Other affiliations: California NanoSystems Institute
Bio: Xiaofei Huang is an academic researcher from University of California, Los Angeles. The author has contributed to research in topics: Membrane & Fouling. The author has an hindex of 11, co-authored 12 publications receiving 2815 citations. Previous affiliations of Xiaofei Huang include California NanoSystems Institute.
TL;DR: In this article, a new concept for formation of mixed matrix reverse osmosis membranes by interfacial polymerization of nanocomposite thin films in situ on porous polysulfone supports is reported.
Abstract: Here, we report on a new concept for formation of mixed matrix reverse osmosis membranes by interfacial polymerization of nanocomposite thin films in situ on porous polysulfone supports. Nanocomposite films created for this study comprise NaA zeolite nanoparticles dispersed within 50–200 nm thick polyamide films. Hand-cast pure polyamide membranes exhibit surface morphologies characteristic of commercial polyamide RO membranes, whereas nanocomposite membranes have measurably smoother and more hydrophilic, negatively charged surfaces. At the highest nanoparticle loadings tested, hand-cast nanocomposite film morphology is visibly different and pure water permeability is nearly double that of hand-cast polyamide membranes with equivalent solute rejections. Comparison of membranes formed using pore-filled and pore-opened zeolites suggest nanoparticle pores play an active role in water permeation and solute rejection. The best performing nanocomposite membranes exhibit permeability and rejection characteristics comparable to commercial RO membranes. As a concept, thin film nanocomposite membrane technology may offer new degrees of freedom in tailoring RO membrane separation performance and material properties. © 2007 Elsevier B.V. All rights reserved.
TL;DR: In this paper, the impacts of organic solvent properties, reaction conditions, and curing conditions on polyamide composite reverse osmosis membrane separation performance, film structure, and interfacial properties are reported.
Abstract: Here we report on the impacts of organic solvent properties, reaction conditions, and curing conditions on polyamide composite reverse osmosis membrane separation performance, film structure, and interfacial properties. We provide direct experimental evidence that: (1) MPD diffusivity in the organic phase governs MPD–TMC thin film water permeability, (2) MPD diffusivity and solubility influence MPD–TMC thin film crosslinking in competing ways, (3) water permeability correlates most strongly with MPD–TMC film structure (i.e., crosslinking), and (4) salt rejection correlates most strongly with MPD–TMC film thickness and morphology. Overall, higher flux membranes with good salt rejection appear to comprise thinner, more heavily crosslinked film structures. Such high performance RO membranes are obtained by (1) selecting high surface tension, low viscosity solvents, (2) controlling protonation of MPD and hydrolysis of TMC during interfacial polymerization, and (3) optimizing curing temperature and time based on organic solvent volatility. Finally, although more research is necessary, our results suggest the rugose morphology and relative hydrophobicity of high performance MPD–TMC membranes might enhance concentration polarization and exacerbate surface fouling.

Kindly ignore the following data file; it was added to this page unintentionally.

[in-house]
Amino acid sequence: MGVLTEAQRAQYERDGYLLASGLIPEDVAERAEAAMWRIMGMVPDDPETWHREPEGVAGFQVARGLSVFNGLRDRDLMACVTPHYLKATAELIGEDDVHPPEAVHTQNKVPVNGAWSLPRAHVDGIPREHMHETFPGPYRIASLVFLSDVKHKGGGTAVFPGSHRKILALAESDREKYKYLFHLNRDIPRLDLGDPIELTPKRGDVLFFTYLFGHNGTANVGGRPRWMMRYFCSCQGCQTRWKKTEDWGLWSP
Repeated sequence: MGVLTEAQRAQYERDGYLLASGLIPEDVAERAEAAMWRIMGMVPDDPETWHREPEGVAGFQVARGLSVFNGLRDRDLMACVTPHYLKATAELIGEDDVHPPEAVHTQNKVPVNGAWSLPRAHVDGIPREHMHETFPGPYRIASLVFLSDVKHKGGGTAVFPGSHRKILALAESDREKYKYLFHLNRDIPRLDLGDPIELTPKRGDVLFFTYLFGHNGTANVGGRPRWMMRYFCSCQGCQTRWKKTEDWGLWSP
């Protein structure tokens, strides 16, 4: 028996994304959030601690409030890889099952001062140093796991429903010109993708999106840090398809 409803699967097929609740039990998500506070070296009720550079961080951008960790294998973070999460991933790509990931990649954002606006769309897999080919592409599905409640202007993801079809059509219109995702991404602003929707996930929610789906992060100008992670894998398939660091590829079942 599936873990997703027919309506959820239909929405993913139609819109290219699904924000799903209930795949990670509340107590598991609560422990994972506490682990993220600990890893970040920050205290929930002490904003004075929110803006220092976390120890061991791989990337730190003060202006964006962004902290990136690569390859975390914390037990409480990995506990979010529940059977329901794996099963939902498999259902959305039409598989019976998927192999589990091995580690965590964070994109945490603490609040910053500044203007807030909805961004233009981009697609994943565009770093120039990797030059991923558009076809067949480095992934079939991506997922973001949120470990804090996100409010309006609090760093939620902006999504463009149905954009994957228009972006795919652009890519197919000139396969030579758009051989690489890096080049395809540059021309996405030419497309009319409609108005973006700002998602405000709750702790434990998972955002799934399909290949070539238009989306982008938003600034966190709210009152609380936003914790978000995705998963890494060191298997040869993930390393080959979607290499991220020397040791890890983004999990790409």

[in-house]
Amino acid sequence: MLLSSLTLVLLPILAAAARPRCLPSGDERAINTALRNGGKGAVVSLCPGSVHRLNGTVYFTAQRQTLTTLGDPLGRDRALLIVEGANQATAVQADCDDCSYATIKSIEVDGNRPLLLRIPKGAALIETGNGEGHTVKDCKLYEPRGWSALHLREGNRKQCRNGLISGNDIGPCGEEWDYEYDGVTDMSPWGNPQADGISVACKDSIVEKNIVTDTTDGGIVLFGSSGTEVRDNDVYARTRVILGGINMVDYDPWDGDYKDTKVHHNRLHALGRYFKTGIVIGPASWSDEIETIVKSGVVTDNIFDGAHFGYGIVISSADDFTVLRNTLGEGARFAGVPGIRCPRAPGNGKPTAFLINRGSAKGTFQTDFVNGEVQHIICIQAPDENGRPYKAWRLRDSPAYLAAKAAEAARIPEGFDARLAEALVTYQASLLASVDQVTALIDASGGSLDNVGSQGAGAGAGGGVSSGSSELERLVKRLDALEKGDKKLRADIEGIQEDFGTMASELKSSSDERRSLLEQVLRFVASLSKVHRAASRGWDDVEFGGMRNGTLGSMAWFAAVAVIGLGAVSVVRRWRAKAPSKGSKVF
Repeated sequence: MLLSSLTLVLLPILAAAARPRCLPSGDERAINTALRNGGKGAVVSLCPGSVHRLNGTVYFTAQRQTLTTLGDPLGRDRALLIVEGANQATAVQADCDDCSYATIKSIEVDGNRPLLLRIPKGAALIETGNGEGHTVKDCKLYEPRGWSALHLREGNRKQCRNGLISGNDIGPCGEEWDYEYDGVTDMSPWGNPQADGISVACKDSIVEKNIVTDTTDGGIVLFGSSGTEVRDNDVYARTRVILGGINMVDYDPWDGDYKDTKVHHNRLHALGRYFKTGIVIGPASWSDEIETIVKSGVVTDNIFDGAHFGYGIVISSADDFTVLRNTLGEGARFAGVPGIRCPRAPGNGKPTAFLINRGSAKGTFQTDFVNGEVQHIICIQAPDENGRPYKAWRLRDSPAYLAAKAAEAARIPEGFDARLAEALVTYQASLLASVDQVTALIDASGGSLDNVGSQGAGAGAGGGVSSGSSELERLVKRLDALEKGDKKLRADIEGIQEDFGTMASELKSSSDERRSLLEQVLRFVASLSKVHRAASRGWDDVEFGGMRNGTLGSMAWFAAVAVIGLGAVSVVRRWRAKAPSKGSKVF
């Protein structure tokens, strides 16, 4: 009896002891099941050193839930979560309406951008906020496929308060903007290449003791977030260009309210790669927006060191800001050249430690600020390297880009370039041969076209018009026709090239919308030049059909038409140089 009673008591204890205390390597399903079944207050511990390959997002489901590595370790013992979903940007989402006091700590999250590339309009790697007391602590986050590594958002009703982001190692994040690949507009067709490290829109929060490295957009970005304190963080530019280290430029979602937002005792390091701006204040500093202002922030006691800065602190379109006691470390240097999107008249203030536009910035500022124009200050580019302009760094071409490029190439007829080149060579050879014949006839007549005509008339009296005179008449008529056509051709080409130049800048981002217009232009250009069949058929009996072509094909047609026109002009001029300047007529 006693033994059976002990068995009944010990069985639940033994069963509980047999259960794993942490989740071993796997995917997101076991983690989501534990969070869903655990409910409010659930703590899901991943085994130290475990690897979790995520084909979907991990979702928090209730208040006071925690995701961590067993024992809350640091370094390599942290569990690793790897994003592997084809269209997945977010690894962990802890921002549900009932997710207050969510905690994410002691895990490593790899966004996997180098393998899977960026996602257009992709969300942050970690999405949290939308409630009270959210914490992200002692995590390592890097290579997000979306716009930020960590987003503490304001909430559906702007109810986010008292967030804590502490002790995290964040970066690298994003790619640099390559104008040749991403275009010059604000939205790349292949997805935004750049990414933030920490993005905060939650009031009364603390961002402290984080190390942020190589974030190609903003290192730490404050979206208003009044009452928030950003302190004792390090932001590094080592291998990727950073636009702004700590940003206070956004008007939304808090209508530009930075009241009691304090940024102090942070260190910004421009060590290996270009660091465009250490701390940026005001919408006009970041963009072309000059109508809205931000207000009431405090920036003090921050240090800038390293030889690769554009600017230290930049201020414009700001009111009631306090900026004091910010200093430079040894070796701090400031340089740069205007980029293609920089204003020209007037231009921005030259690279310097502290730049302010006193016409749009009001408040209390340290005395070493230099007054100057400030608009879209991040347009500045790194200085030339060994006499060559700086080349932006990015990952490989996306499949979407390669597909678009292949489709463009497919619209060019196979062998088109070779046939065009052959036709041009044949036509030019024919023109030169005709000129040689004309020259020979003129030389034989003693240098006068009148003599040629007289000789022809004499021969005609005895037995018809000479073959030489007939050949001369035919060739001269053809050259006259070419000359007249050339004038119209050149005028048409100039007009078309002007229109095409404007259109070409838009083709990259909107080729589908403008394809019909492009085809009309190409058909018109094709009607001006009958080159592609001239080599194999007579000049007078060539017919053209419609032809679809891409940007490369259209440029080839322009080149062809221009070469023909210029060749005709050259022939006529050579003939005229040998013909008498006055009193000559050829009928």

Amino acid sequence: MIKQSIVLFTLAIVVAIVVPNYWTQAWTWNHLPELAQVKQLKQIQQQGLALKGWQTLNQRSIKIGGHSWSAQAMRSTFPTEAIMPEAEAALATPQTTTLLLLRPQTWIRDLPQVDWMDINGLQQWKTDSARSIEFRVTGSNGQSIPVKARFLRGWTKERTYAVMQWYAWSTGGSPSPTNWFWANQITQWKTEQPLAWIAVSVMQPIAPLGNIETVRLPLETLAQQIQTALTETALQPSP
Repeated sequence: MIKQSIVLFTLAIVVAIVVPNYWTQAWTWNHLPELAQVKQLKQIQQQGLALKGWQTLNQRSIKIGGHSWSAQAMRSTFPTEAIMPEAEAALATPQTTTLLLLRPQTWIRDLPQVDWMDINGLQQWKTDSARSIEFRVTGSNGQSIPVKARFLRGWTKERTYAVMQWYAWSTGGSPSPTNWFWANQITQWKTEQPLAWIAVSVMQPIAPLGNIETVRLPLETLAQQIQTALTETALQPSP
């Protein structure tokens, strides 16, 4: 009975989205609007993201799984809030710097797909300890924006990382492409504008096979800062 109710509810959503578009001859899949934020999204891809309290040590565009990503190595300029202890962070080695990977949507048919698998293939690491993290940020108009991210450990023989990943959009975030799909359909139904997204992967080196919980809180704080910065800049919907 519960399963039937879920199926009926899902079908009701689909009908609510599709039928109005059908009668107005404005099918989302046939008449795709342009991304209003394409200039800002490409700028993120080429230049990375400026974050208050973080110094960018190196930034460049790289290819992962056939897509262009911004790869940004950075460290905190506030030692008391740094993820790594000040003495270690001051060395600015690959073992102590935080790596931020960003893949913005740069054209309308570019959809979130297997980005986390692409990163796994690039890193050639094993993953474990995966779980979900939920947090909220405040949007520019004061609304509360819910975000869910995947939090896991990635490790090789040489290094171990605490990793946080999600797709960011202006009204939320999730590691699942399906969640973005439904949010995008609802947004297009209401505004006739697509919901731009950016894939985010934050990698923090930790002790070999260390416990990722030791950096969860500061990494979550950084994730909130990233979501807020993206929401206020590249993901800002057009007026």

TL;DR: The data presented offer additional support for the hypothesis that zeolite crystals alter polyamide thin film structure when they are present during the interfacial polymerization reaction.
Abstract: Zeolite-polyamide thin film nanocomposite membranes were coated onto polysulfone ultrafiltration membranes by interfacial polymerization of amine and acid chloride monomers in the presence of Linde type A zeolite nanocrystals. A matrix of three different interfacial polymerization chemistries and three different-sized zeolite crystals produced nanocomposite thin films with widely varying structure, morphology, charge, hydrophilicity, and separation performance (evaluated as reverse osmosis membranes). Pure polyamide film properties were tuned by changing polymerization chemistry, but addition of zeolite nanoparticles produced even greater changes in separation performance, surface chemistry, and film morphology. For fixed polymer chemistry, addition of zeolite nanoparticles formed more permeable, negatively charged, and thicker polyamide films. Smaller zeolites produced greater permeability enhancements, but larger zeolites produced more favorable surface properties; hence, nanoparticle size may be considered an additional "degree of freedom" in designing thin film nanocomposite reverse osmosis membranes. The data presented offer additional support for the hypothesis that zeolite crystals alter polyamide thin film structure when they are present during the interfacial polymerization reaction.
TL;DR: These simple, but systematic studies--enabled by high-throughput screening--reveal the inherent complexity associated with understanding silver nanoparticle antibacterial efficacy as well as potential environmental impacts of silver nanoparticles.